Baby, It's Cold Outside | Snow Country Design Tips

30 brilliant solutions for log homes in snow country.

Baby, it's cold outside

Although they spend most of their time deep in the heart of Texas, Gary and Susan Lawson of Dallas have the ability to check on their getaway home in Steamboat Springs, Colorado with just a few clicks of a mouse. Thanks to an Internet-enabled automation system, the Lawsons can track temperatures inside and outside of their getaway home or turn off the water supply in the event of a plumbing failure. "It's like peace of mind in a little black box," says Gary. "We can take a virtual visit and make sure everything's fine when we can't get away." When the couple does head to their vacation home, they can turn on the lights, have a fire burning in the gas hearth, and turn up the heat in the hot tub—all before they arrive. "I really get a kick out of it when we're heading up the driveway and see all the lights on," says Gary. Automation is one of many amenities that can make your snow country log home even smarter. We asked experts to share their top solutions for living in this sometimes demanding environment. Here are 30 design ideas to keep you cozy.


The Name's Mud.

For the ultimate sloppy-weather abode, choose a design with a large mudroom for drying and storing wet winter gear. In addition to a garage, also consider a portico to keep you and your guests dry when unloading luggage, groceries or gifts outside the front door. Ski Dreams. If you plan to entertain après ski, buffer your bedrooms from the common areas so some folks can rest after a long day of bump runs.

Eaves Dropping.

"To further protect exterior logs from the rain, snow and sun, you should also include larger eaves or overhangs in your roof design," says Jerry Koski, co-owner with his wife Linda of Koski Log Homes in Ontonagon, Michigan. "I frequently recommend a four-foot eave." Heavy Snowfall. Local building codes will dictate how much "snow weight" your new roof should safely support. "This can vary from 110 pounds per square foot in the Rockies, to a whopping 250 pounds in the Sierra Nevada Mountains," explains Loretta Kirkpatrick of Eastern Sierra Log Homes in Ridgecrest, California

Shingled Out.

If your building partner says shingles will work just fine in your area, common three-tab asphalt shingles run $25 to $40 per square, versus $50 to $70 per square for architectural shingles. Add another $25 to $50 per square for installation, depending on your region and the difficulty of your roof configuration.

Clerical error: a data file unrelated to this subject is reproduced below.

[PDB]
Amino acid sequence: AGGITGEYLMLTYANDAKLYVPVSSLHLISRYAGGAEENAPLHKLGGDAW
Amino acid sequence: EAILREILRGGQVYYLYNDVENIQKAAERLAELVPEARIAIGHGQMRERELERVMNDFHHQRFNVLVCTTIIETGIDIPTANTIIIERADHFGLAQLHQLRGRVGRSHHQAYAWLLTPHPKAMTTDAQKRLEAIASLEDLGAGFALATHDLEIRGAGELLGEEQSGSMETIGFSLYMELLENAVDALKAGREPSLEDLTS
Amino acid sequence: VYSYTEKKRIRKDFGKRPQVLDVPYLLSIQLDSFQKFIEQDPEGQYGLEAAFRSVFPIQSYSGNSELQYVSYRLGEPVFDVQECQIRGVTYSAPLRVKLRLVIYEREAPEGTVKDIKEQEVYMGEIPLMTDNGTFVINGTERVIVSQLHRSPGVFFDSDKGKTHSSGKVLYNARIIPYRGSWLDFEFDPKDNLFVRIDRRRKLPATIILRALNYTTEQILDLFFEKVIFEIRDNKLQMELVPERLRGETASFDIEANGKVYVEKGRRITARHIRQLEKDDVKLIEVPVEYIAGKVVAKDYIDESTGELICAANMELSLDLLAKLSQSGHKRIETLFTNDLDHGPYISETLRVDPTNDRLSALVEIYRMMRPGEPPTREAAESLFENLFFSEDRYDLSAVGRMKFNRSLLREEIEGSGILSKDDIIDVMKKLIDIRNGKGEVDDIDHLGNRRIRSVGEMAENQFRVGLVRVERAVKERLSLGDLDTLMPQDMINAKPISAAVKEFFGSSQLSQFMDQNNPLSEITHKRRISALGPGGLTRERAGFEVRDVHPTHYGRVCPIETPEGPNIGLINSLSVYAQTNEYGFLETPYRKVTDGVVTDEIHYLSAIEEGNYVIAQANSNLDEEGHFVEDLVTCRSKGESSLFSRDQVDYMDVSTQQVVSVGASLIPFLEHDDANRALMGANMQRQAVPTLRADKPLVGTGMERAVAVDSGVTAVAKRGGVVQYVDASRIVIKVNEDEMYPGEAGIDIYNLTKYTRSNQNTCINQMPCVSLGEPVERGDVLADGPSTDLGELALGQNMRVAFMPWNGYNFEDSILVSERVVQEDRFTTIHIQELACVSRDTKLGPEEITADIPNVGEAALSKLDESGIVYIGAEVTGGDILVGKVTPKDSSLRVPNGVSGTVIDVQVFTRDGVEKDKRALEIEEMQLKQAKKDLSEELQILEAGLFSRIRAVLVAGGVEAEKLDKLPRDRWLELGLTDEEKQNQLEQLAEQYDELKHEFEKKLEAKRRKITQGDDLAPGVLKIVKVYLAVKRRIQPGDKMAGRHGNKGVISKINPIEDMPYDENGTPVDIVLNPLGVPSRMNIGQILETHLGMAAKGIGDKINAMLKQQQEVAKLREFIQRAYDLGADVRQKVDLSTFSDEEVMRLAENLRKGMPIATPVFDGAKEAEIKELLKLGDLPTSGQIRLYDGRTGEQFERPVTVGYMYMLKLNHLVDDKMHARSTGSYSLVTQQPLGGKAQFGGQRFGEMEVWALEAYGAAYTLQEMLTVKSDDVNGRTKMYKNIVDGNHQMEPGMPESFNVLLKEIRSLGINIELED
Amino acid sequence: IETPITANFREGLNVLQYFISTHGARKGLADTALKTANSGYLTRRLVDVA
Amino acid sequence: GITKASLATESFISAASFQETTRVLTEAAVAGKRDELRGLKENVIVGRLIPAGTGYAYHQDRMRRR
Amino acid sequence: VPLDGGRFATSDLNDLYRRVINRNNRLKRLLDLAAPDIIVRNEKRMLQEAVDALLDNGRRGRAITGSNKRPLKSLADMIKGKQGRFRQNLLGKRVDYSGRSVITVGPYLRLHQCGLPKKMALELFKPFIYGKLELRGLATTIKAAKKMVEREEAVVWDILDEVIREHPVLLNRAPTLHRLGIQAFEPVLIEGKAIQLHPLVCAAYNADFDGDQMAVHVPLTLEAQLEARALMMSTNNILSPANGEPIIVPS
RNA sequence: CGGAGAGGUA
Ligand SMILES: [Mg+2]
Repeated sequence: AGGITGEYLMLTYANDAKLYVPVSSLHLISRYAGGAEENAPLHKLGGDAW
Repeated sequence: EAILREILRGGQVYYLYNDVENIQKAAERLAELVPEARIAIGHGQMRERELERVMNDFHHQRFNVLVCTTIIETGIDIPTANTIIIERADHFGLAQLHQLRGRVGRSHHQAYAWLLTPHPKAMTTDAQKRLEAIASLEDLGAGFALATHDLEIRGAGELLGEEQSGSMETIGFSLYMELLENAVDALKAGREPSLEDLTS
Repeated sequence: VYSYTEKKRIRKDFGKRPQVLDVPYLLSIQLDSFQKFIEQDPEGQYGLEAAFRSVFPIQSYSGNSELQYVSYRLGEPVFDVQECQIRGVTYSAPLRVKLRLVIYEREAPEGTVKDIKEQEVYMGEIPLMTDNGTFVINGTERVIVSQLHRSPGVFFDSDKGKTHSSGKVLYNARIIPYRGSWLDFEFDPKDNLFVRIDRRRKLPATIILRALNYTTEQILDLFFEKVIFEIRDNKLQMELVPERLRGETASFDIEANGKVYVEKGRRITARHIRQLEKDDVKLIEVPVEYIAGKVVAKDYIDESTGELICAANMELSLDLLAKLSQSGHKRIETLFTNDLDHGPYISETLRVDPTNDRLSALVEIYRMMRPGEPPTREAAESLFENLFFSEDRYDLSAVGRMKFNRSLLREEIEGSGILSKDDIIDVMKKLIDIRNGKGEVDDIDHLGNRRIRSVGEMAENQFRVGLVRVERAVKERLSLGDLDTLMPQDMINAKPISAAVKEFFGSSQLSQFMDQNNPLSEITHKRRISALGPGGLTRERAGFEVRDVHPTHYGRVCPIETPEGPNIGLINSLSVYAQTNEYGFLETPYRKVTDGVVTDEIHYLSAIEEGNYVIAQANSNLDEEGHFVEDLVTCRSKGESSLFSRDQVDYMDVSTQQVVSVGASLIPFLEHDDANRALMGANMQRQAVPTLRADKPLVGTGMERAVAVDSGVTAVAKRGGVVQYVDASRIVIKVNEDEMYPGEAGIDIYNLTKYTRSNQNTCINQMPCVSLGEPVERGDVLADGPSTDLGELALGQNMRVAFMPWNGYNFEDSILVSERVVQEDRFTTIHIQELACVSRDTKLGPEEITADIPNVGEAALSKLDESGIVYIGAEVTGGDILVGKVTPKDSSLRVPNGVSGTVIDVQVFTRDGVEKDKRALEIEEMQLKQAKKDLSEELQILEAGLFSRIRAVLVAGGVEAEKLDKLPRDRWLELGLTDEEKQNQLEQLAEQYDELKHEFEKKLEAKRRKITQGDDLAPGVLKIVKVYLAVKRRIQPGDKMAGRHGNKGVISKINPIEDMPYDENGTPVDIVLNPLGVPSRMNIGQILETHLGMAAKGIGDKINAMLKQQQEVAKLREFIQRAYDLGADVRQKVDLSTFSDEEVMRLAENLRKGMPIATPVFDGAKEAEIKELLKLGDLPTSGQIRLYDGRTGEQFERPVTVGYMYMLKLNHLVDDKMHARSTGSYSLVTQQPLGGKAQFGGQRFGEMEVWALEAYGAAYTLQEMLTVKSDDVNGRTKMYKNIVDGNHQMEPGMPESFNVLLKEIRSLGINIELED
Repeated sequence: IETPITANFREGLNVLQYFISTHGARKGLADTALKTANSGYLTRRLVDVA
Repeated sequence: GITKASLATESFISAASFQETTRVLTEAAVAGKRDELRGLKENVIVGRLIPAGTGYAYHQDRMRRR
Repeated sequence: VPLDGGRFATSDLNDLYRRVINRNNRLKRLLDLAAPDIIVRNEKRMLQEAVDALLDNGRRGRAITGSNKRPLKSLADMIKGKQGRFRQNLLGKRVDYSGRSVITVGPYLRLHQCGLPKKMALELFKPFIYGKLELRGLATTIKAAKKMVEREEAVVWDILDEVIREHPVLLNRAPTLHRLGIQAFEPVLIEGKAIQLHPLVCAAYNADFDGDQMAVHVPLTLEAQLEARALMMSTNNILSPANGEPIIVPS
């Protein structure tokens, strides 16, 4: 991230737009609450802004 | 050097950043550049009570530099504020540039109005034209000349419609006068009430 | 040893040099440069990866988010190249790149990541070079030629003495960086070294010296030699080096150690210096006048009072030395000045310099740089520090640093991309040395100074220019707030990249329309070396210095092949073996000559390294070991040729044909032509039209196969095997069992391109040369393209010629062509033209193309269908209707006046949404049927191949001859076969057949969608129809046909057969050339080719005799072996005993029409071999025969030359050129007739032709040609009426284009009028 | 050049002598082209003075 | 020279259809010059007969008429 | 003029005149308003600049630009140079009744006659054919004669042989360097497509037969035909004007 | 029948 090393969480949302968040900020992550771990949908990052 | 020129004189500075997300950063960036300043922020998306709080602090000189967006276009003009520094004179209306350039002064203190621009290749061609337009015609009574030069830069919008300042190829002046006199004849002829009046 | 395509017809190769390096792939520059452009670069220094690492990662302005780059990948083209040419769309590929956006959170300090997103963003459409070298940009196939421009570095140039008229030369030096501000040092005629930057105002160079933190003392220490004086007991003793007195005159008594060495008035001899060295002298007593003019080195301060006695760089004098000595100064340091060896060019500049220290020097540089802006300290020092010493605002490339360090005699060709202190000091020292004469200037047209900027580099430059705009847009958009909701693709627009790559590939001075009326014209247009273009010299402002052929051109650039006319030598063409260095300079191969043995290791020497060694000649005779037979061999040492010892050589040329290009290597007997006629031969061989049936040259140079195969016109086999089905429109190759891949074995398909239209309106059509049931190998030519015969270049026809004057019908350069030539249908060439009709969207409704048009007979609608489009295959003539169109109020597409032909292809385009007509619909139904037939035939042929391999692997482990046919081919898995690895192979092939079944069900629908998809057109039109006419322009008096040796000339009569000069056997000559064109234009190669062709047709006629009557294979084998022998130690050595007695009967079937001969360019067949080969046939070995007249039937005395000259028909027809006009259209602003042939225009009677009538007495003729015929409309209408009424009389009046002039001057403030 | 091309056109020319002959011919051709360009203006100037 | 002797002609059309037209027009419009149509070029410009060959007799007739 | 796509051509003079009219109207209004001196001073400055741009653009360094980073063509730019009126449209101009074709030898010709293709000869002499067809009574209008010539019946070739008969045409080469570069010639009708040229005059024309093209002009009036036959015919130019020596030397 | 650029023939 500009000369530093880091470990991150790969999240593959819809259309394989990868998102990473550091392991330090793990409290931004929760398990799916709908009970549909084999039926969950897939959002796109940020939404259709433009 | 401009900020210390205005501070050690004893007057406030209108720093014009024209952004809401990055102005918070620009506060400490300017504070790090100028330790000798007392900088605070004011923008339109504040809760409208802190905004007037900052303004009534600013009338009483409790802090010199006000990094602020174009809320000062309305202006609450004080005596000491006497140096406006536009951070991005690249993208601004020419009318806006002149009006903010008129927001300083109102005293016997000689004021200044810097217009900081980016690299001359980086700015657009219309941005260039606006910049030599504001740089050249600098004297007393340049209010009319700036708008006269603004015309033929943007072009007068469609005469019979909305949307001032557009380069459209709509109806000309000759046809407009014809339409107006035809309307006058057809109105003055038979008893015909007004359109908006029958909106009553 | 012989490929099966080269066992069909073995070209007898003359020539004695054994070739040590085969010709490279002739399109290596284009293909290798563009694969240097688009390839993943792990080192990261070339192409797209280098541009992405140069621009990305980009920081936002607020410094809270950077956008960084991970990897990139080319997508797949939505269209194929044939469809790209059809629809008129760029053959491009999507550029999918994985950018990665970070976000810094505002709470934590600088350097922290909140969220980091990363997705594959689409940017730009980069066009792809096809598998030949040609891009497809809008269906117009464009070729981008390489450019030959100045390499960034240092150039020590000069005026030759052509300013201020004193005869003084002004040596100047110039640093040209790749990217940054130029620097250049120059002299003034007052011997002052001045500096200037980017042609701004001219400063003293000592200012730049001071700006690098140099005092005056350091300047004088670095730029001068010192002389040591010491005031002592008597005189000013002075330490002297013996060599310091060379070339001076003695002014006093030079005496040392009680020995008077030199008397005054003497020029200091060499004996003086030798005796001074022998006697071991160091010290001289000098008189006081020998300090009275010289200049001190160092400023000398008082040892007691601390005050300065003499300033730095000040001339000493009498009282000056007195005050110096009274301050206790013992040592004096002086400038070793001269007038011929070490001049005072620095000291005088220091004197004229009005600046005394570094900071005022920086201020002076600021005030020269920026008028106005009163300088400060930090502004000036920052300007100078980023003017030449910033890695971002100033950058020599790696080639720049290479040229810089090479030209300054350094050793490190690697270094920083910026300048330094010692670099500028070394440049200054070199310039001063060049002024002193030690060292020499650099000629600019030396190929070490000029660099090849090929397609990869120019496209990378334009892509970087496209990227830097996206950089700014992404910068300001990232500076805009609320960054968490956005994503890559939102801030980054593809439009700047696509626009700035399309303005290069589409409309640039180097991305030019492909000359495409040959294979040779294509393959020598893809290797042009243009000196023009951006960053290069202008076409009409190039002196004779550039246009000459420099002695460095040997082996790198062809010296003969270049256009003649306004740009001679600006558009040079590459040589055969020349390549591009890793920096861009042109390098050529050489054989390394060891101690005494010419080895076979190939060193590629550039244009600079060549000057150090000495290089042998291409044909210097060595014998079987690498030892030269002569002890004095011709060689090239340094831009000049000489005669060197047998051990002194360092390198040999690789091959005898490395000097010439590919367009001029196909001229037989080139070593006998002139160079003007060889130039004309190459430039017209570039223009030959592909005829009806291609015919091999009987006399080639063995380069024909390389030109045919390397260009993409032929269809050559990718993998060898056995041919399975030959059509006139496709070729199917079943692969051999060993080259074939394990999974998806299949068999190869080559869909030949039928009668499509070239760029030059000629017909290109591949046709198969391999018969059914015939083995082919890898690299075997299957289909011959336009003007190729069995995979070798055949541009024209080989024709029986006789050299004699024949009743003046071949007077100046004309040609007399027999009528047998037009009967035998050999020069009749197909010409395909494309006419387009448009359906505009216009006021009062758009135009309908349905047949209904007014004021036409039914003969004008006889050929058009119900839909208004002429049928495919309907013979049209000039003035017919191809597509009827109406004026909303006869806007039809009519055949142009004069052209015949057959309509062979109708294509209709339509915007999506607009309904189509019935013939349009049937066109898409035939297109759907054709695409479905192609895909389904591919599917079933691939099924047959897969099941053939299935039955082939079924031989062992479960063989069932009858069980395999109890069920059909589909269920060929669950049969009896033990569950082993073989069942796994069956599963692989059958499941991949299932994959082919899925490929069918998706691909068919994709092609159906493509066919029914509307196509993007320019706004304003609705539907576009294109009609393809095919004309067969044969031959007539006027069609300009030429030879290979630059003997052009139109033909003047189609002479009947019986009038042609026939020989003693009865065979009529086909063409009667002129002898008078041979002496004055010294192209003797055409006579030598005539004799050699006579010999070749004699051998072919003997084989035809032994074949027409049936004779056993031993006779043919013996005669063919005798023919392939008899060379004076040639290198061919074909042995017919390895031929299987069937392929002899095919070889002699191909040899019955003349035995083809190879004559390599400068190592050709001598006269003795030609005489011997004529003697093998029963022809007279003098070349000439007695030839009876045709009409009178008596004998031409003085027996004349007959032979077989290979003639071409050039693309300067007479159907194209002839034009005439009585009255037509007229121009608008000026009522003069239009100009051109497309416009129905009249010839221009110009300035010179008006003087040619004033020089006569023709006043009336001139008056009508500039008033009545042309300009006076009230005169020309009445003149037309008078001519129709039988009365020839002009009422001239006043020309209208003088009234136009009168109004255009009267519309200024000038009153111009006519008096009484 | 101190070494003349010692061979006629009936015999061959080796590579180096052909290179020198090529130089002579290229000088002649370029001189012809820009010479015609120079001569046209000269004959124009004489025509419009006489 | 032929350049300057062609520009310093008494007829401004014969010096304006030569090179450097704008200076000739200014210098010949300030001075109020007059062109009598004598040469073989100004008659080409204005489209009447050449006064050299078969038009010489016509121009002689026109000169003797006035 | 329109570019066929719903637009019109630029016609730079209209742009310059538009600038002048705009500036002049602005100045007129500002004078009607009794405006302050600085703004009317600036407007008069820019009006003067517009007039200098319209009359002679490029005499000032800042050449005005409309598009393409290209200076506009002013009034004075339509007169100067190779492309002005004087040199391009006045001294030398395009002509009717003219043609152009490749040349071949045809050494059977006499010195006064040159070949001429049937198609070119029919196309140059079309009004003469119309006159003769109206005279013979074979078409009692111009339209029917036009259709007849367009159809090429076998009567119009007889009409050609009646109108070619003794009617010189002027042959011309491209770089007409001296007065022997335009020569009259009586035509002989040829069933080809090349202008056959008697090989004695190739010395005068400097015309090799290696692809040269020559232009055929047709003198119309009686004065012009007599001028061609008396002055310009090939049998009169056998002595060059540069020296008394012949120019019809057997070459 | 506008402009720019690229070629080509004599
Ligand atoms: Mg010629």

Great Indoors.

"To keep your log home warm and your energy bills low, you still want to invest in high-quality insulation," says David Gordon of Katahdin Cedar Log Homes in Oakfield, Maine. Choices include fiberglass batt, spray foam, blown-in cellulose, rigid foam and wool.

Glass Houses.

The weakest link in any home's thermal envelope is the windows. For better energy efficiency, invest in windows with a low U-value rating (around 0.33 or 0.34), which is worth the premium you'll pay for it. Insulated window cladding will also dramatically improve performance.

Heat Is On.

To stay toasty without burning money, buy an energy-efficient heating, ventilating and air conditioning (HVAC) system with a high Annual Fuel Utilization Efficiency rating (AFUE). Units are sold with AFUE rating stickers on the side. The least efficient AFUE is 78; the most efficient is 98.6.

Home Fires.

Cold nights and a warm fire go together like butter and popcorn. But your choice of hearths will depend on which fuels are accessible—and allowed by local building codes—in your area. There are eight basic fuels to choose from: wood, natural gas, propane, coal, oil, electricity, corn and wood pellets. You can burn these fuels in fireplaces, stoves, masonry heaters or inserts.


Car Cozy.

Nighttime temperatures can turn your automobile's oil into something that resembles wax. You can prevent this with an insulated and heated garage designed to house your cars, as well as toys like snowmobiles and ATVs.

Long Drive.

The longer your driveway, the more snow removal will cost—either in dollars or in back aches. So you may decide to site your log home closer to the road. Choose a driveway design that includes an area to put snow after plowing, as well as guest parking spaces. Also plan for plenty of landscape, walkway and porch lighting fixtures to prevent slips and falls.


Tool Time.

When building in the high country, snow arrives early and stays late. This shorter construction season means you should select a builder who has a proven track record of completing log homes on tight deadlines.

Automation Nation.

"Home automation can cost $2,000 to more than $60,000 for all the bells and whistles," says Cecil Smart of Smart Lighting Design in Salt Lake City. One must-have is a keyless entry system ($100 to $250). Just think: No more fumbling for keys in the cold! Simply give out the code to guests and workmen, then change as needed. Colorado resident

Charles Bevier is editor of Building Systems magazine.